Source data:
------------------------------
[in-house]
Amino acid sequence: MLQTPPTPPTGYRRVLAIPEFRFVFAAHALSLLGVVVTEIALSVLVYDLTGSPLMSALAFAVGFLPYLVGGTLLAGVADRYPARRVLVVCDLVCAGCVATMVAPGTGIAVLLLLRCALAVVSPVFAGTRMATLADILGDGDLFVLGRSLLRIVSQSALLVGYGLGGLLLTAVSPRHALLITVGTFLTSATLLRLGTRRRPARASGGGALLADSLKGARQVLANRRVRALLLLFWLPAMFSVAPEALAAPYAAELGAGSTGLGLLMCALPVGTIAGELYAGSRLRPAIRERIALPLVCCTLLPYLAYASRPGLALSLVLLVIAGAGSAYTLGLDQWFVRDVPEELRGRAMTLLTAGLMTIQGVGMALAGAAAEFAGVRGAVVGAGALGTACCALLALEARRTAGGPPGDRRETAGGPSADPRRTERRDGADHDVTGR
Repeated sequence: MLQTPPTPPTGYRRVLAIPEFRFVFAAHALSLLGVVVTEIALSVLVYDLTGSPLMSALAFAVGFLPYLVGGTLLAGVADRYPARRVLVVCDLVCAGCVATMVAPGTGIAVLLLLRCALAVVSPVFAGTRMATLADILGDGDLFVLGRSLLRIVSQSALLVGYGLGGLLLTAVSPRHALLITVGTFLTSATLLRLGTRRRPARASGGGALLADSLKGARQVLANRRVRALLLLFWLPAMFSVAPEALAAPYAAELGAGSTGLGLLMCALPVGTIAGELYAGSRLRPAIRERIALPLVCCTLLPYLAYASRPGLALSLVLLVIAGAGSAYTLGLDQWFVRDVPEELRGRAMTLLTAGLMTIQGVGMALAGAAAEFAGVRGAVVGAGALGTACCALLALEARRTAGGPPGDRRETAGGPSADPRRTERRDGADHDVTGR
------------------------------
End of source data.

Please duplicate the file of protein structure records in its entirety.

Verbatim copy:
[in-house]
Amino acid sequence: MLQTPPTPPTGYRRVLAIPEFRFVFAAHALSLLGVVVTEIALSVLVYDLTGSPLMSALAFAVGFLPYLVGGTLLAGVADRYPARRVLVVCDLVCAGCVATMVAPGTGIAVLLLLRCALAVVSPVFAGTRMATLADILGDGDLFVLGRSLLRIVSQSALLVGYGLGGLLLTAVSPRHALLITVGTFLTSATLLRLGTRRRPARASGGGALLADSLKGARQVLANRRVRALLLLFWLPAMFSVAPEALAAPYAAELGAGSTGLGLLMCALPVGTIAGELYAGSRLRPAIRERIALPLVCCTLLPYLAYASRPGLALSLVLLVIAGAGSAYTLGLDQWFVRDVPEELRGRAMTLLTAGLMTIQGVGMALAGAAAEFAGVRGAVVGAGALGTACCALLALEARRTAGGPPGDRRETAGGPSADPRRTERRDGADHDVTGR
Repeated sequence: MLQTPPTPPTGYRRVLAIPEFRFVFAAHALSLLGVVVTEIALSVLVYDLTGSPLMSALAFAVGFLPYLVGGTLLAGVADRYPARRVLVVCDLVCAGCVATMVAPGTGIAVLLLLRCALAVVSPVFAGTRMATLADILGDGDLFVLGRSLLRIVSQSALLVGYGLGGLLLTAVSPRHALLITVGTFLTSATLLRLGTRRRPARASGGGALLADSLKGARQVLANRRVRALLLLFWLPAMFSVAPEALAAPYAAELGAGSTGLGLLMCALPVGTIAGELYAGSRLRPAIRERIALPLVCCTLLPYLAYASRPGLALSLVLLVIAGAGSAYTLGLDQWFVRDVPEELRGRAMTLLTAGLMTIQGVGMALAGAAAEFAGVRGAVVGAGALGTACCALLALEARRTAGGPPGDRRETAGGPSADPRRTERRDGADHDVTGR